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Adopted dogs adjusting to better life with ACSO

Buckshot sits on a trustie’s lap as Cocoa lies on the floor next to him Friday afternoon outside of the Adams County Jail. Both of the dogs are rescue dogs from the Natchez-Adams County Humane Society that the trustys take care of. (Lauren Wood \ The Natchez Democrat)

NATCHEZ — Even though they still sleep in the Adams County jail every night, two former death row prisoners are now free to move about during the day, playing with trusties and — if they’re really good — getting a treat from the sheriff.

And while the treatment Cocoa and Buckshot receive is certainly different than most other long-term residents of the jail, most other residents have only two legs and aren’t furry. Cocoa and Buckshot are the Adams County jail’s therapy dogs.

Adams County Sheriff Chuck Mayfield said the two dogs have been at the jail since June, when they were adopted from the Natchez-Adams County Humane Society. At the time, both were slated to be euthanized. Cocoa, a chocolate Labrador, had been beaten, poisoned and thrown under a house to die, while Buckshot, a mixed breed with probable pitbull ancestry, had been shot in one of his back hips.

“When we got the dogs, they told us (Buckshot and Cocoa) would probably not have survived in the shelter,” Mayfield said. “With their wounds and broken spirits, they were natural targets for other dogs.”

Sgt. Terry Dunn pets Cocoa Friday afternoon outside of the jail. Sheriff Chuck Mayfield pays for the dogs’ expenses out of pocket. (Lauren Wood \ The Natchez Democrat)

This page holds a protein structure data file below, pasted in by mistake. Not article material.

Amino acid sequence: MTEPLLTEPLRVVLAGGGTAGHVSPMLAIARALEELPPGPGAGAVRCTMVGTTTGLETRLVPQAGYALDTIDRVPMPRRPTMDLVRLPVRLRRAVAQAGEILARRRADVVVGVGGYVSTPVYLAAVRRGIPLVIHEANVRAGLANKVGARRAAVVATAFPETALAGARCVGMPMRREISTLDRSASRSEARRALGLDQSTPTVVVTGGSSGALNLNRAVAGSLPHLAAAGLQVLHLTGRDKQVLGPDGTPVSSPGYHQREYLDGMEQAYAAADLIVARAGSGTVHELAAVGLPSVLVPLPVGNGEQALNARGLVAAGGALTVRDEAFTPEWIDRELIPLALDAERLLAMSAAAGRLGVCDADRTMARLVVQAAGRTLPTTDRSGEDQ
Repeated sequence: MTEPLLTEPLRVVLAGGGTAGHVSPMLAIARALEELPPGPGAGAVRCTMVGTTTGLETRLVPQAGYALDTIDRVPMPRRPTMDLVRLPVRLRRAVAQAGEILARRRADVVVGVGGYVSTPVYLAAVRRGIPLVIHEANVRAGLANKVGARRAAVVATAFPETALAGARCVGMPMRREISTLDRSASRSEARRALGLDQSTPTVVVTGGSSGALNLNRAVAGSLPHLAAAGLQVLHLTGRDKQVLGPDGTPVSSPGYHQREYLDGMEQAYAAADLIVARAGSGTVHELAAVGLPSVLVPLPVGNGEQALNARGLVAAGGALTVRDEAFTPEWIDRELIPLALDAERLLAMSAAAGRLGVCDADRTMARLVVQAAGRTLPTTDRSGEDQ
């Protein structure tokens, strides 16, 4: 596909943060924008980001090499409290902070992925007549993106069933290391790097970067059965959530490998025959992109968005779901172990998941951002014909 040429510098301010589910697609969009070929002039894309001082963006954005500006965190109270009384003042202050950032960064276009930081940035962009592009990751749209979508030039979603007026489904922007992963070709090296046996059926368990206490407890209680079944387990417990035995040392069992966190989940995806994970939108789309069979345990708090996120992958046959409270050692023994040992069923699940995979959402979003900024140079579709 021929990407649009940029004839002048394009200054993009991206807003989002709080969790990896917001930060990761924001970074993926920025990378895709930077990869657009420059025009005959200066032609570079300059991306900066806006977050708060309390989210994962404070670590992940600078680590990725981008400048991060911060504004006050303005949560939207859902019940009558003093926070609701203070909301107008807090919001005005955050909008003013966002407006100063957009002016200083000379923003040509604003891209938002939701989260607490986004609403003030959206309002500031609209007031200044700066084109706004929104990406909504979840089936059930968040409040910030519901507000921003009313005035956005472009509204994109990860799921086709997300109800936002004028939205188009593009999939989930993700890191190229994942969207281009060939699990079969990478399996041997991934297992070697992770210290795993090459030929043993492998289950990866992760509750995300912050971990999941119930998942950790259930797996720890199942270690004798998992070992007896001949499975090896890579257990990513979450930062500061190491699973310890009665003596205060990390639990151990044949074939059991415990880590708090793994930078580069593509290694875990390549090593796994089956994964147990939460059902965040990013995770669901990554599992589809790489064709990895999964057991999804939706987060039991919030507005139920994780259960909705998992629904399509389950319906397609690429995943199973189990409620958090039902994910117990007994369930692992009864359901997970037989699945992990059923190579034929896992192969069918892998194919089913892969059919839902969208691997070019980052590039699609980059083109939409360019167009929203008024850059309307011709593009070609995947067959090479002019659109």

The sheriff’s office had started looking for rescue dogs because of a request the jail trusties made, Mayfield said.

“When we were having our annual rodeo, there was a stray dog out there, and (the trusties) liked it and asked if they could take it and take care of it,” he said. “I told them yeah, but somebody came up there and got it before they could.”

And while being adopted has been good for the animals, the sheriff said it’s good for the prisoners as well.

“It gives them something to be responsible for, to feed and take care of, clean the pen out, I think it just kind of helps to have something to take care of and that loves them back like dogs do,” Mayfield said. “It has been good for them. They have really enjoyed having the dogs.”

Cocoa already had a name when he came to the jail, but the trusties named Buckshot, referencing the wound that has left one of his back legs too weak to stand on.

Adams County Sheriff’s Office Public Information Officer Courtney Taylor often interacts with the animals, and earlier this year took them to the blessing of the animals on the feast day of St. Francis of Assisi. In addition to the benefit they receive from interacting with the trusties, the dogs’ relationships with each other have helped with their recoveries, Taylor said.

“Cocoa was not physically in bad shape when he got here, it was just that his spirit was broken, and his friendship with Buckshot has really helped with that,” Taylor said.

“Buckshot is smaller, and he is pretty feisty but very sweet. He is kind of bossy with Cocoa — he is definitely the dominant personality.”

The sheriff said that while the dogs spend most of their time with the trusties, he allows them into his office and gives them treats.

But Taylor said the dogs cost the taxpayers nothing — Mayfield pays for their dog food, treats, veterinarian bills and toys.

“And I, personally, buy hats and costumes for Buckshot, which he tolerates like a gentleman,” she said.

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